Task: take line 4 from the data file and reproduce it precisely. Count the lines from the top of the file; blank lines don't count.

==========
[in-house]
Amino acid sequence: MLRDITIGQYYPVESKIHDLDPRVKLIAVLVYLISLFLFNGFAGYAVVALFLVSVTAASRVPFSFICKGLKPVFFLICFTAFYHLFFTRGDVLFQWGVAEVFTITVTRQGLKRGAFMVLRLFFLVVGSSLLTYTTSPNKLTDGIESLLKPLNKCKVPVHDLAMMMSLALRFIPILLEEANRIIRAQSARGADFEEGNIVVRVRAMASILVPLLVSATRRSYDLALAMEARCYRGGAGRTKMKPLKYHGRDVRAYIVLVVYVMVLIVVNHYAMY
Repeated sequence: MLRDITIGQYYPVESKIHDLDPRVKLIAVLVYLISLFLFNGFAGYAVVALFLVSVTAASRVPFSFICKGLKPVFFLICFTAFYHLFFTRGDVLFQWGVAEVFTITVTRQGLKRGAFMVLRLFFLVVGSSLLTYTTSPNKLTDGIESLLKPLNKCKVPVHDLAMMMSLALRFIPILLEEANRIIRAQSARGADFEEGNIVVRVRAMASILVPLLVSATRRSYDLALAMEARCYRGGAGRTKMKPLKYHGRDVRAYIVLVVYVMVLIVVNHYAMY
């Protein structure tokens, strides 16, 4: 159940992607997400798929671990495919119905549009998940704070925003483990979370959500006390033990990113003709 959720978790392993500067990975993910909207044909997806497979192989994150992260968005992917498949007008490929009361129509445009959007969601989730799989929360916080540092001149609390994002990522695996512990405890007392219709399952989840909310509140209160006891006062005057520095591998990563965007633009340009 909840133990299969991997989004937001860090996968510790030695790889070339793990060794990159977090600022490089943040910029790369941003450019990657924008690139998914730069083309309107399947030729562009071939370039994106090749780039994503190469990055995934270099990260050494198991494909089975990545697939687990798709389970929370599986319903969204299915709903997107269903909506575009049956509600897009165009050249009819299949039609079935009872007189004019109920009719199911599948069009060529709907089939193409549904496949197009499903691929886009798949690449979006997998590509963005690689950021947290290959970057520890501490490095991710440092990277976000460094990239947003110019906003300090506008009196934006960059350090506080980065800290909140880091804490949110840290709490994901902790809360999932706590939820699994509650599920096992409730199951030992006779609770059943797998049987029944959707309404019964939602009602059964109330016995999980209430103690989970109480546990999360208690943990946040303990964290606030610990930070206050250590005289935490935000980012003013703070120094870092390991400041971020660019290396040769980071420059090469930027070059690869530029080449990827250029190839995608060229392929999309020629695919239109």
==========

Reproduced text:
């Protein structure tokens, strides 16, 4: 159940992607997400798929671990495919119905549009998940704070925003483990979370959500006390033990990113003709 959720978790392993500067990975993910909207044909997806497979192989994150992260968005992917498949007008490929009361129509445009959007969601989730799989929360916080540092001149609390994002990522695996512990405890007392219709399952989840909310509140209160006891006062005057520095591998990563965007633009340009 909840133990299969991997989004937001860090996968510790030695790889070339793990060794990159977090600022490089943040910029790369941003450019990657924008690139998914730069083309309107399947030729562009071939370039994106090749780039994503190469990055995934270099990260050494198991494909089975990545697939687990798709389970929370599986319903969204299915709903997107269903909506575009049956509600897009165009050249009819299949039609079935009872007189004019109920009719199911599948069009060529709907089939193409549904496949197009499903691929886009798949690449979006997998590509963005690689950021947290290959970057520890501490490095991710440092990277976000460094990239947003110019906003300090506008009196934006960059350090506080980065800290909140880091804490949110840290709490994901902790809360999932706590939820699994509650599920096992409730199951030992006779609770059943797998049987029944959707309404019964939602009602059964109330016995999980209430103690989970109480546990999360208690943990946040303990964290606030610990930070206050250590005289935490935000980012003013703070120094870092390991400041971020660019290396040769980071420059090469930027070059690869530029080449990827250029190839995608060229392929999309020629695919239109």